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The complete review's Review:

       Dekanen is yet another of Lars Gustafsson's Austin (Texas) semi-academic novels. There is some overlap of characters -- as well as many other echoes -- from his recent novels, The Tale of a Dog and Windy berättar, as this makes the third of a sort of Texas trilogy.
       The novel is presented as being pieced together from papers left behind by Spencer C. Spencer, a professor of philosophy at the University of Texas, Austin. The reader is made aware of this, and that the pieces have been collected and edited by a librarian at the local Humanities Research Center, but there is no introductory explanation of what became of Spencer. Dekanen pretty much allows him to tell his own story: it begins with him explaining that he fled from Austin, and closes with a brief editorial note explaining the circumstances of the finding and publication of the papers.
       The story is presented in short chapters. There are occasional marked gaps in the manuscript -- missing pages, sections that have been rendered illegible -- and, as is mentioned in the editorial note, it's not entirely clear what order the chapters are supposed to be in.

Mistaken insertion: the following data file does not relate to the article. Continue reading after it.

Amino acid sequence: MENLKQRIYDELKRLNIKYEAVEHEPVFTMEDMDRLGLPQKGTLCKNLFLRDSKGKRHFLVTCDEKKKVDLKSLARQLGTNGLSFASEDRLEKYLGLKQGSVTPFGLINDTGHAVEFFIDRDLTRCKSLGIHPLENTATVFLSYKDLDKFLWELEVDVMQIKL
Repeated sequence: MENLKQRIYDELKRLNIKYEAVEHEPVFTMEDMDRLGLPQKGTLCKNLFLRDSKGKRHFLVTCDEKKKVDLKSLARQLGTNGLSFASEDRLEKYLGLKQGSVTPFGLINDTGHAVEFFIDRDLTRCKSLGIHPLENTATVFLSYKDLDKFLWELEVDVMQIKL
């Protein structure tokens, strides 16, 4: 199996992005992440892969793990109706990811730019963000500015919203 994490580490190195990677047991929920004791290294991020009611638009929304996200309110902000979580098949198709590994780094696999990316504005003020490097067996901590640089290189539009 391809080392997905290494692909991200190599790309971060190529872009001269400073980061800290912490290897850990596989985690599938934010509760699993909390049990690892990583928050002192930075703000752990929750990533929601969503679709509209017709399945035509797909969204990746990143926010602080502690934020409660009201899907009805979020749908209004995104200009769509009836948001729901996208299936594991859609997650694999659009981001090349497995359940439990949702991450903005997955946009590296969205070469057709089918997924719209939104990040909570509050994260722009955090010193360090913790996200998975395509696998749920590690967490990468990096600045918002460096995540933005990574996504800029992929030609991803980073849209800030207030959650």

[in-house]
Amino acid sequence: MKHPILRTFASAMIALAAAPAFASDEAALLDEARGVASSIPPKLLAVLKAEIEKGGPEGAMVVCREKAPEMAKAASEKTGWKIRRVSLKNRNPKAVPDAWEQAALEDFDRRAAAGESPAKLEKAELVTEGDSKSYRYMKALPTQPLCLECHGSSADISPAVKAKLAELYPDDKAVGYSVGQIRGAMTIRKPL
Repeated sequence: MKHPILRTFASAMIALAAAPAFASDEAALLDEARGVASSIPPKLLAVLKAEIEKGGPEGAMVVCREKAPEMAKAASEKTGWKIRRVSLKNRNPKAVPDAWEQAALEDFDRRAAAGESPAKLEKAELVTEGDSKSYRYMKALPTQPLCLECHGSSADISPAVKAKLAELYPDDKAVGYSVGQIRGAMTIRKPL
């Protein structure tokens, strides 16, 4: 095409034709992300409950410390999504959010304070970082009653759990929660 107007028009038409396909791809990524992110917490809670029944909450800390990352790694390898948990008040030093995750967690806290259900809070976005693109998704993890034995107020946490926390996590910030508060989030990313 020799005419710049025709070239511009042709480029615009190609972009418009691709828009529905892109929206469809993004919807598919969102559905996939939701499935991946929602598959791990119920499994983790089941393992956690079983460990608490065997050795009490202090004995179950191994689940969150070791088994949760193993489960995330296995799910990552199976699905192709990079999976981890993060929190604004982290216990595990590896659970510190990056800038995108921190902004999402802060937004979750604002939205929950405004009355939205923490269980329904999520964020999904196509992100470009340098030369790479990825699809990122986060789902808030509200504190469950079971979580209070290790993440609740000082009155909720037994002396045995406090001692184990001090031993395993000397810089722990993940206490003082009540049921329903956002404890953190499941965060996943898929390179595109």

Certainly, the beginning and end are clear enough: the manuscript begins with Spencer in a small boarding house at the edge of the desert, claiming to the owner to be a professor of geology, there to do some research. It ends with him getting ready to flee even further, in the only direction that's left, to essentially dissolve his existence (beyond this story that he is leaving behind).
       Spencer's tale is a convoluted one. Writing in the present, he is also concerned with what has led up to this point, obviously writing in reaction to something -- which, however, is only slowly revealed over the course of this confession. In fact, there's a lot on his mind. First and foremost is the mysterious and domineering dean in the wheelchair, who seems to take a shine to Spencer, appointing him Associate Dean of Research and Development, and engaging him in a wide variety of conversation, from discussing Spencer's own philosophical work to recounting his Viet Nam experiences (where he sustained his paralysing injury). In addition there are numerous family-issues Spencer raises: his father's odd choices and failures, for example, as well as a competitive cousin, among others. And there are women -- or one, Mary Elizabeth, in particular.